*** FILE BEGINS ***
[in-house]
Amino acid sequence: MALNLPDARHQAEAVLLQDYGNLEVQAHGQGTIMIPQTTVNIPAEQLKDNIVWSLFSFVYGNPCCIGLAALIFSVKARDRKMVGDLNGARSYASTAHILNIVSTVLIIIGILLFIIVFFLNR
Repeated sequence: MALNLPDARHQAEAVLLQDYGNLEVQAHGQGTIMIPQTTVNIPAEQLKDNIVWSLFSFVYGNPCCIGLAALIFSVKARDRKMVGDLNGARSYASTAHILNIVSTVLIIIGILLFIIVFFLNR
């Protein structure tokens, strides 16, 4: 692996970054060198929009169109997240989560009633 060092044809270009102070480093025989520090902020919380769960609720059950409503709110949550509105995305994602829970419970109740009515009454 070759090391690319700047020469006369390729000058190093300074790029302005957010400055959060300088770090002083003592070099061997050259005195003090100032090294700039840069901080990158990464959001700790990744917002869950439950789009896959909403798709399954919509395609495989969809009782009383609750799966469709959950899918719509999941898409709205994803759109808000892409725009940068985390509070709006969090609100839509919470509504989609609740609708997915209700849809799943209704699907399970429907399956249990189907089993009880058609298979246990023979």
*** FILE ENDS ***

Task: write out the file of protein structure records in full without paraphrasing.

[in-house]
Amino acid sequence: MALNLPDARHQAEAVLLQDYGNLEVQAHGQGTIMIPQTTVNIPAEQLKDNIVWSLFSFVYGNPCCIGLAALIFSVKARDRKMVGDLNGARSYASTAHILNIVSTVLIIIGILLFIIVFFLNR
Repeated sequence: MALNLPDARHQAEAVLLQDYGNLEVQAHGQGTIMIPQTTVNIPAEQLKDNIVWSLFSFVYGNPCCIGLAALIFSVKARDRKMVGDLNGARSYASTAHILNIVSTVLIIIGILLFIIVFFLNR
């Protein structure tokens, strides 16, 4: 692996970054060198929009169109997240989560009633 060092044809270009102070480093025989520090902020919380769960609720059950409503709110949550509105995305994602829970419970109740009515009454 070759090391690319700047020469006369390729000058190093300074790029302005957010400055959060300088770090002083003592070099061997050259005195003090100032090294700039840069901080990158990464959001700790990744917002869950439950789009896959909403798709399954919509395609495989969809009782009383609750799966469709959950899918719509999941898409709205994803759109808000892409725009940068985390509070709006969090609100839509919470509504989609609740609708997915209700849809799943209704699907399970429907399956249990189907089993009880058609298979246990023979």